GMOs & Biotechnology

What are Genetically Modified Organisms (GMOs) & Biotechnology?

Genetically modified organisms (GMOs) are organisms whose genome has been genetically altered in the laboratory in order to favor the expression of desired physiological traits or the generation of desired biological products.1 Desirable traits can be introduced into any living organism, including drought resistance in plants, slick hair coat in cattle and production of medicine by microbes.

 

Genes are the instruction manual that carry information for the traits of all living things. Modern technology allows scientists to take genes from organism #1 and splice them into organism #2, meaning that organism #2 will now have the characteristics from that gene. One example you may have heard of is RoundUp® Ready corn, soybeans, canola, cotton, sugarbeets, and alfalfa. Scientists discovered that some microorganisms were resistant to the effects of glyphosate, the main ingredient in the herbicide Roundup®. They subsequently cloned the gene responsible for the resistance and inserted the gene into the DNA of soybeans and later the others listed. This allowed farmers to spray the Roundup® herbicide on their crops to kill weeds without killing their cash crop because the cash crop now produced the glyphosate-resistant protein. Other examples of genetic modification include: bt corn, pollination control canola, growth rate-enhancing salmon and the  first genetically modified cows approved by the FDA in 2022. In 2019, 48% of global soybeans, 32% of global corn, and 13.5% of global cotton were produced using GMO seed.2  The USDA also keeps a list of genetically modified foods available throughout the world.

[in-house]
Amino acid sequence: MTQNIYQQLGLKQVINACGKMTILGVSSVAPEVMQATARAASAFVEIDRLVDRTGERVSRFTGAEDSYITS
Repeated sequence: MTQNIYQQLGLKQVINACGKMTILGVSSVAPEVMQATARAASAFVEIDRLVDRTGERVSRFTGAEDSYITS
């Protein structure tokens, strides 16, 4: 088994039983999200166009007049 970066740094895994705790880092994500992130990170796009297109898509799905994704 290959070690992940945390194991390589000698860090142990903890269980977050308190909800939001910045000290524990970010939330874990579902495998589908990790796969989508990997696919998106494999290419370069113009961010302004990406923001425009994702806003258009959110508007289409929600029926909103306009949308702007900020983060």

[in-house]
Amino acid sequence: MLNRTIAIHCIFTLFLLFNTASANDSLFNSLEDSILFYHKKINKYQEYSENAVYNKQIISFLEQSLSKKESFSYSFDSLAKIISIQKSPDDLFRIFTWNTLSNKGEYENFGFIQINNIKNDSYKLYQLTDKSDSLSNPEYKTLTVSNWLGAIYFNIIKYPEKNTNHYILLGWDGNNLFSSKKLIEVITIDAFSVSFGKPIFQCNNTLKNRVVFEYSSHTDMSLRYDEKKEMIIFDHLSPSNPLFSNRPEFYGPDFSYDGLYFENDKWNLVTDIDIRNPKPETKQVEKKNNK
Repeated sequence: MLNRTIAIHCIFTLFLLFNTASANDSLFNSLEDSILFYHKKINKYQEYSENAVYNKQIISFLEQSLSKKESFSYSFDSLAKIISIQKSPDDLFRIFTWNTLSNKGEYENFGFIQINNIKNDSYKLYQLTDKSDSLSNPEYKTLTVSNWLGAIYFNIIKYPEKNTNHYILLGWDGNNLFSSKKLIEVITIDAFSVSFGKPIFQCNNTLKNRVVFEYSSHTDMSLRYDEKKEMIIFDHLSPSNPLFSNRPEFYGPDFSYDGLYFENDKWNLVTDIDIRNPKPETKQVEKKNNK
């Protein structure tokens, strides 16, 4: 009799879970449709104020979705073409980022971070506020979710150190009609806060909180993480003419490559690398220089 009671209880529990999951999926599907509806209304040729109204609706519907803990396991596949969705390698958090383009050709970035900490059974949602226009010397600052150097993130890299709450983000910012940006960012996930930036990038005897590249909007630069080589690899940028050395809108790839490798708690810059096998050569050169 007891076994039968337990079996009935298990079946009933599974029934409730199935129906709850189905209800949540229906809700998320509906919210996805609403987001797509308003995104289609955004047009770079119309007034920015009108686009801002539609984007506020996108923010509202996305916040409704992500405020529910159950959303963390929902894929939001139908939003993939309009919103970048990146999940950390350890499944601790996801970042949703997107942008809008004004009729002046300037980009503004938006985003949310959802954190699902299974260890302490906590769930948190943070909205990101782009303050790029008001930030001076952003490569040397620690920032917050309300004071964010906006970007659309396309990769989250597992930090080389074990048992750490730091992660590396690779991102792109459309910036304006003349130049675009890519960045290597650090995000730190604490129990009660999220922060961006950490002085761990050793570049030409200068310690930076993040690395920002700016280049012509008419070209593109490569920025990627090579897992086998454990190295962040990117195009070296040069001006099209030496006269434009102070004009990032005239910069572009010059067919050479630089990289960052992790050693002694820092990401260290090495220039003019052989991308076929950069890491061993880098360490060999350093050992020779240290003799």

Early genetically engineered products were created using randomly inserted genetic material into a host’s DNA using a “gene gun”. Over time, scientists have learned more about genetics and can pinpoint the specific location in an individual’s “genome” (all of their genes) where that gene is located. “Gene editing” is now used to insert DNA into those specific locations. CRISP-Cas9 is a modern gene editing technology that utilizes the Cas9 enzyme to snip DNA at a specific location and insert corresponding genetic material in its place.3

 

“Biotechnology” is technically the use of biology (living organisms) to solve problems and make useful products.4 By this definition, humans have been using biotechnology for millennia. Products like cheese, beer, and bread all require microbes to transform raw material into it’s final form. However, by the 1970’s the term “biotechnology” began to exclusively mean genetically engineered biological substances.

Human insulin production by bacteria is an example of a GMO/Biotechnology

What is Traditional Breeding?

 Humans have been purposefully altering the genes of plants and animals for millennia. In the case of plants, wild species had to put a lot of energy into outcompeting neighboring plants for resources, but also not be too desirable to animals or they would be wiped out quickly. This meant that their edible parts were often small and they contained large doses of defensive chemicals that could make humans sick. Over time, humans selected for plants that had larger edible parts than normal, did not make them sick after consumption, or produced more material for other purposes, like clothing. These seeds were saved and planted to produce next year’s crop. Often, plants from saved seeds were bred with themselves generation after generation to increase the odds of their children producing desirable traits more and more often. This is called “inbreeding” because offspring from the same parent are mated with each other to narrow the possibility of genes in the gene pool. Animals were also inbred to ensure that desirable traits like temperament, muscle mass, and breeding ability were more concentrated in the generations that followed. Inbreeding has its limits, however. Over time, a narrowing of gene diversity makes individuals weaker, while rare diseases and conditions are more likely to occur.5